Even though more grocery sales are migrating online, Saunders said it's hard to capitalize on the opportunity profitably, especially when expanding beyond a local area to one where a company may not have as much control over supply chain necessities like an easily accessible warehouse.
Kozmo is ideally positioned in the Los Angeles area because of the region's high population density and customer base that's willing to pay more for online delivery, he said.
As businesses spend loads of money to grab market share and stay ahead of their competitors, the online grocery delivery space remains financially challenged. Saunders said the most successful companies that emerge could be operations like Kozmo that are able to carve out niches in local markets.
These smaller players could distance themselves from larger, nationwide companies by partnering with independent retailers or having more fresh foods and deli offerings popular with consumers. Boxed, for example, has started offering perishable food sales in Atlanta, Dallas, New Jersey, the New York/New Jersey metro area and Boston, where its warehouses are located.
"I think there are definitely pockets that (Kozmo) can carve out, and maybe they can do other urban markets, but I still see that as being quite small scale," Saunders said. "It doesn't mean to say it's not successful, it's just that it's not going to become, in my opinion, another sort of giant in the e-commerce world of grocery."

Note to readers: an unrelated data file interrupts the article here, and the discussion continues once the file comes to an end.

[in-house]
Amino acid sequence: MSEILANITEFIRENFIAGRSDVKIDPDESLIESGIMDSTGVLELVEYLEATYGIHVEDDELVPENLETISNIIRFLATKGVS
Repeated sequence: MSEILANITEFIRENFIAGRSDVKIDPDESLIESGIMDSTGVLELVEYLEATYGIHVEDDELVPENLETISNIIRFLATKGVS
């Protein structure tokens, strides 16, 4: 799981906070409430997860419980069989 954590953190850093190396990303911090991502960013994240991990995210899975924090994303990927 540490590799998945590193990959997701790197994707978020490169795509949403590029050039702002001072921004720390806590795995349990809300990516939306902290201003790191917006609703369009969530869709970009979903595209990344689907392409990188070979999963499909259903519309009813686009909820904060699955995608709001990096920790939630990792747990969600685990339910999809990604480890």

Kozmo's anti-dotcom philosophy
Bill Bishop, a longtime grocery consultant and chief architect of Brick Meets Click, said the success Montgomery has achieved with Yummy.com and Kozmo is largely reflective of his ability to eke out a profit amid tight margins and high delivery costs — something that has eluded countless other competitors.
“From the early days, (Montgomery) has created a profitable business, and he has grown that business organically with the profits. That is a huge vital sign for the long-term health of the proposition," Bishop said in an interview. "I mean, how many places do that? Not too many businesses are able to or have the self control."
Montgomery had the foresight to build Yummy.com e-commerce hubs first, thus optimizing pickup and delivery, before opening them up later on to traditional grocery shopping, Bishop said.
He also tapped into the population density in Los Angeles to more frequently serve a larger pool of customers, cutting down the time and cost it takes to run the business.
In addition, Bishop noted that Montgomery has astutely created incentives to get consumers to spend more — when a customer spends $50 an order, Yummy will give them an additional $5 in savings if they spend $60, for instance — and shaped his business as an experience by encouraging shoppers to give the service as a gift.
"He took a very prescribed geography and figured out how to satisfy the needs in that geography. Amazon didn’t do that and now finds itself in the downdraft of building physical stores,” Bishop said. “The reason (Kozmo and Yummy.com) do well is they have a very clear understanding of the market they serve, and I would argue the reason why others don’t copy them is that they don’t have the same clarity."